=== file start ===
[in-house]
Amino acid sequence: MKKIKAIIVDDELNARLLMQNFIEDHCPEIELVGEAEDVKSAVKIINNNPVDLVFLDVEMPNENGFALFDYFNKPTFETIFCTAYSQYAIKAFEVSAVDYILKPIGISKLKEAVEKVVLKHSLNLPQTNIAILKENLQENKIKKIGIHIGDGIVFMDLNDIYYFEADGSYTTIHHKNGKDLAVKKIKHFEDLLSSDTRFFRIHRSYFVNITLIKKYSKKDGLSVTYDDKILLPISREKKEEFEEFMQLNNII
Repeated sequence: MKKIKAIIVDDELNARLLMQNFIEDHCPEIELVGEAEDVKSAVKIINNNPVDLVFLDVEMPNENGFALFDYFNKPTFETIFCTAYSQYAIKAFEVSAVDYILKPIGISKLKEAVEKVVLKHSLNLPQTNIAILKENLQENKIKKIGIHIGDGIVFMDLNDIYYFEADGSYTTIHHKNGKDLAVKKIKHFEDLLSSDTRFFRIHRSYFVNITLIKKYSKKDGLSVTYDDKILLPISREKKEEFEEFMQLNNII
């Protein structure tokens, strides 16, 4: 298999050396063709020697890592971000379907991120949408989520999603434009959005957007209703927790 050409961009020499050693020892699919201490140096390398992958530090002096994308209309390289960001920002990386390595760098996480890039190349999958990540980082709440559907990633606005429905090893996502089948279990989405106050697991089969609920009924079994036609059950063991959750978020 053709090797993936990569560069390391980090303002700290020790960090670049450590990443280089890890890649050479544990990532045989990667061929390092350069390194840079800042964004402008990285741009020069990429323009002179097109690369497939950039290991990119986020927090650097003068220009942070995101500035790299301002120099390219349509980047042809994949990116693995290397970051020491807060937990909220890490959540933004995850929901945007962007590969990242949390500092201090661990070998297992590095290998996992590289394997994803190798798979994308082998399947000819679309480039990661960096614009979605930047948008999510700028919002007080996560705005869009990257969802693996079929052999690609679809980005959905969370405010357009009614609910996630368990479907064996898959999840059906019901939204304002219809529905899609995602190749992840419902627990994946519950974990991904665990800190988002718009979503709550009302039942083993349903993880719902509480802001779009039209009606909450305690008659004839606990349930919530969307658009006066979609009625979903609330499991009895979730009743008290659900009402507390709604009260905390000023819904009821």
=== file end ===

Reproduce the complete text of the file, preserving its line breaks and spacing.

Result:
[in-house]
Amino acid sequence: MKKIKAIIVDDELNARLLMQNFIEDHCPEIELVGEAEDVKSAVKIINNNPVDLVFLDVEMPNENGFALFDYFNKPTFETIFCTAYSQYAIKAFEVSAVDYILKPIGISKLKEAVEKVVLKHSLNLPQTNIAILKENLQENKIKKIGIHIGDGIVFMDLNDIYYFEADGSYTTIHHKNGKDLAVKKIKHFEDLLSSDTRFFRIHRSYFVNITLIKKYSKKDGLSVTYDDKILLPISREKKEEFEEFMQLNNII
Repeated sequence: MKKIKAIIVDDELNARLLMQNFIEDHCPEIELVGEAEDVKSAVKIINNNPVDLVFLDVEMPNENGFALFDYFNKPTFETIFCTAYSQYAIKAFEVSAVDYILKPIGISKLKEAVEKVVLKHSLNLPQTNIAILKENLQENKIKKIGIHIGDGIVFMDLNDIYYFEADGSYTTIHHKNGKDLAVKKIKHFEDLLSSDTRFFRIHRSYFVNITLIKKYSKKDGLSVTYDDKILLPISREKKEEFEEFMQLNNII
């Protein structure tokens, strides 16, 4: 298999050396063709020697890592971000379907991120949408989520999603434009959005957007209703927790 050409961009020499050693020892699919201490140096390398992958530090002096994308209309390289960001920002990386390595760098996480890039190349999958990540980082709440559907990633606005429905090893996502089948279990989405106050697991089969609920009924079994036609059950063991959750978020 053709090797993936990569560069390391980090303002700290020790960090670049450590990443280089890890890649050479544990990532045989990667061929390092350069390194840079800042964004402008990285741009020069990429323009002179097109690369497939950039290991990119986020927090650097003068220009942070995101500035790299301002120099390219349509980047042809994949990116693995290397970051020491807060937990909220890490959540933004995850929901945007962007590969990242949390500092201090661990070998297992590095290998996992590289394997994803190798798979994308082998399947000819679309480039990661960096614009979605930047948008999510700028919002007080996560705005869009990257969802693996079929052999690609679809980005959905969370405010357009009614609910996630368990479907064996898959999840059906019901939204304002219809529905899609995602190749992840419902627990994946519950974990991904665990800190988002718009979503709550009302039942083993349903993880719902509480802001779009039209009606909450305690008659004839606990349930919530969307658009006066979609009625979903609330499991009895979730009743008290659900009402507390709604009260905390000023819904009821």